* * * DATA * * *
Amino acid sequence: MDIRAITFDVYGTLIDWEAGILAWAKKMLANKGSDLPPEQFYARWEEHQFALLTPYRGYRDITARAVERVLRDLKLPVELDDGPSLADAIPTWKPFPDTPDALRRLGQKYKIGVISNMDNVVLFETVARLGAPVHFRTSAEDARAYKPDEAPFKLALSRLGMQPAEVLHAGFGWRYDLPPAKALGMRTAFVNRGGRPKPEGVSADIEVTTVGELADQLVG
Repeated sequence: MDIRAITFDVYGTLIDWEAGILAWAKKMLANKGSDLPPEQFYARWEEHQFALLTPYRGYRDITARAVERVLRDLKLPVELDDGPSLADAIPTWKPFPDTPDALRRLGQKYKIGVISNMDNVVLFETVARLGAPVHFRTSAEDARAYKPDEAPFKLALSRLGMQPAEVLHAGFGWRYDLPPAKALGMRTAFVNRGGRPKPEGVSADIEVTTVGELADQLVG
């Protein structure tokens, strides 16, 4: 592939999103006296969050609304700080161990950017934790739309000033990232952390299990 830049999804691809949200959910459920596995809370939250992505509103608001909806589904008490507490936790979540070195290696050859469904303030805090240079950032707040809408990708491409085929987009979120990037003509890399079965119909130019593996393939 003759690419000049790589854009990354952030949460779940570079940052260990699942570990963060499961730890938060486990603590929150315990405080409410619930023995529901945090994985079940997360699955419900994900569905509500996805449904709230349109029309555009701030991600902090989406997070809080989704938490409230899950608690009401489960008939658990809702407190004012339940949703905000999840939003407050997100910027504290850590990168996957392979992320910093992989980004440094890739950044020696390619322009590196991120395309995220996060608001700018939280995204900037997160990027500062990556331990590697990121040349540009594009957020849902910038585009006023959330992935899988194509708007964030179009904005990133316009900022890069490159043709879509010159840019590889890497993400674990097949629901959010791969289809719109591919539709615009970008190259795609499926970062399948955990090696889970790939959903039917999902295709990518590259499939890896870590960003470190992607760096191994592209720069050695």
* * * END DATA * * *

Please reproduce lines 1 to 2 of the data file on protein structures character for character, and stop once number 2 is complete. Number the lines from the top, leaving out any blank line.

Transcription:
Amino acid sequence: MDIRAITFDVYGTLIDWEAGILAWAKKMLANKGSDLPPEQFYARWEEHQFALLTPYRGYRDITARAVERVLRDLKLPVELDDGPSLADAIPTWKPFPDTPDALRRLGQKYKIGVISNMDNVVLFETVARLGAPVHFRTSAEDARAYKPDEAPFKLALSRLGMQPAEVLHAGFGWRYDLPPAKALGMRTAFVNRGGRPKPEGVSADIEVTTVGELADQLVG
Repeated sequence: MDIRAITFDVYGTLIDWEAGILAWAKKMLANKGSDLPPEQFYARWEEHQFALLTPYRGYRDITARAVERVLRDLKLPVELDDGPSLADAIPTWKPFPDTPDALRRLGQKYKIGVISNMDNVVLFETVARLGAPVHFRTSAEDARAYKPDEAPFKLALSRLGMQPAEVLHAGFGWRYDLPPAKALGMRTAFVNRGGRPKPEGVSADIEVTTVGELADQLVG